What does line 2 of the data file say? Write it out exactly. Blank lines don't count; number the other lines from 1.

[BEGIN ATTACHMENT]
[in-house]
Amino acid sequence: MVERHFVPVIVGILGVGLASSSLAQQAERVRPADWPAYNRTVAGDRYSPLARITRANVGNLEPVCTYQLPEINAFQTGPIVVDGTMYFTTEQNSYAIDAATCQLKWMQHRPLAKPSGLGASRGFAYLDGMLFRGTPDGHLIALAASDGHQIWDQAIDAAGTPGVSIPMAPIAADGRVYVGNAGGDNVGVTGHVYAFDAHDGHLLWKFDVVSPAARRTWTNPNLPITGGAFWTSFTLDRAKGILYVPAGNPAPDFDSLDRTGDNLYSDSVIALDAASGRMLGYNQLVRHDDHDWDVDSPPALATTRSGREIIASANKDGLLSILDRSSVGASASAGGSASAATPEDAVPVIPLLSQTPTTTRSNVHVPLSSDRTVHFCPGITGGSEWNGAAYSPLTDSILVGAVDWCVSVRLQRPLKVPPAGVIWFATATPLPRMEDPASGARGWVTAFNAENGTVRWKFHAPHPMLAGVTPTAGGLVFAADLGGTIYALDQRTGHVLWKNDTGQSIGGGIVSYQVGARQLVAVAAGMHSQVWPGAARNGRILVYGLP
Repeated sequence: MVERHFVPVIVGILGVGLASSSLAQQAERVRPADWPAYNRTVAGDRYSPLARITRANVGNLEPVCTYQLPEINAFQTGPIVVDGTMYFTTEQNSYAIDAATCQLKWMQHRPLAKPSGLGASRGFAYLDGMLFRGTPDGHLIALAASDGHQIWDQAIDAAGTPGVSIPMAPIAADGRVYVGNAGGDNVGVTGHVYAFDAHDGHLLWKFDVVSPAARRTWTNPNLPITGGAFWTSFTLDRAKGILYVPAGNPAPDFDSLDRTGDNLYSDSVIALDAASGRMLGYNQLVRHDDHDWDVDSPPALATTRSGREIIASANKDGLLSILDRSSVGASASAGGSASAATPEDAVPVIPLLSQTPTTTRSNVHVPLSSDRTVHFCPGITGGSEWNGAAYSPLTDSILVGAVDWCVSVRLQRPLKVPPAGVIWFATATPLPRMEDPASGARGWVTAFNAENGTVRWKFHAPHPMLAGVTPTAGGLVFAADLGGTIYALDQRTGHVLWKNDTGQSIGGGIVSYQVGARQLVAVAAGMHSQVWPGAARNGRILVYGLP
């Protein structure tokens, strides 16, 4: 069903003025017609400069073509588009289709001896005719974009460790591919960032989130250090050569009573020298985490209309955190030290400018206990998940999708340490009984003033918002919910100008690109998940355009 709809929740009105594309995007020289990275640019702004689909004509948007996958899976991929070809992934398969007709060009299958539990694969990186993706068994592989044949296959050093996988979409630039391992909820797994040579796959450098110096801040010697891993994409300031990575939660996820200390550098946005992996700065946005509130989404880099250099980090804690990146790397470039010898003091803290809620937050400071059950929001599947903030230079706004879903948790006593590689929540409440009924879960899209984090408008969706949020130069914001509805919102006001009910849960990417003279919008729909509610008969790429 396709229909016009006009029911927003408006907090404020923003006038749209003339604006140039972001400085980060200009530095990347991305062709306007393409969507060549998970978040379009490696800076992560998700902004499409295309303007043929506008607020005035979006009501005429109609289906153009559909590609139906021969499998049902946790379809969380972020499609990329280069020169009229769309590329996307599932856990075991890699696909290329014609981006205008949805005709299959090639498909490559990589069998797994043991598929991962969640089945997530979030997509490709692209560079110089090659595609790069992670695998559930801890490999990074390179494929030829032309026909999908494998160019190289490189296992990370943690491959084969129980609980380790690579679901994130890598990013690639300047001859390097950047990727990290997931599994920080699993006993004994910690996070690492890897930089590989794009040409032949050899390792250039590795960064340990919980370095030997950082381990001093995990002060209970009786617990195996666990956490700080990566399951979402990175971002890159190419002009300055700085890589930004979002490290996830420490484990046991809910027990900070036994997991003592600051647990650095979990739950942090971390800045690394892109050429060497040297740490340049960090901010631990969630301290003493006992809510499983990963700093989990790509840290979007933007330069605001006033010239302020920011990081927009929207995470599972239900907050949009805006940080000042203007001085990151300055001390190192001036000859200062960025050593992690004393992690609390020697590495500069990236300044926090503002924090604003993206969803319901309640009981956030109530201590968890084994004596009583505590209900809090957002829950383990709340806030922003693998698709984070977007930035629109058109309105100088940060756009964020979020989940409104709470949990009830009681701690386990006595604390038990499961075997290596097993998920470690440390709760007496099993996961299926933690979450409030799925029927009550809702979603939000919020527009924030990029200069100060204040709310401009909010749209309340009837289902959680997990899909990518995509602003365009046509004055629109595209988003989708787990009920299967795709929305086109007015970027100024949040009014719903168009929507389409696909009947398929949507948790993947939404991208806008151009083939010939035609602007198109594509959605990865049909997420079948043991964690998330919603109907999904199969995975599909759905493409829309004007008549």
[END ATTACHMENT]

Amino acid sequence: MVERHFVPVIVGILGVGLASSSLAQQAERVRPADWPAYNRTVAGDRYSPLARITRANVGNLEPVCTYQLPEINAFQTGPIVVDGTMYFTTEQNSYAIDAATCQLKWMQHRPLAKPSGLGASRGFAYLDGMLFRGTPDGHLIALAASDGHQIWDQAIDAAGTPGVSIPMAPIAADGRVYVGNAGGDNVGVTGHVYAFDAHDGHLLWKFDVVSPAARRTWTNPNLPITGGAFWTSFTLDRAKGILYVPAGNPAPDFDSLDRTGDNLYSDSVIALDAASGRMLGYNQLVRHDDHDWDVDSPPALATTRSGREIIASANKDGLLSILDRSSVGASASAGGSASAATPEDAVPVIPLLSQTPTTTRSNVHVPLSSDRTVHFCPGITGGSEWNGAAYSPLTDSILVGAVDWCVSVRLQRPLKVPPAGVIWFATATPLPRMEDPASGARGWVTAFNAENGTVRWKFHAPHPMLAGVTPTAGGLVFAADLGGTIYALDQRTGHVLWKNDTGQSIGGGIVSYQVGARQLVAVAAGMHSQVWPGAARNGRILVYGLP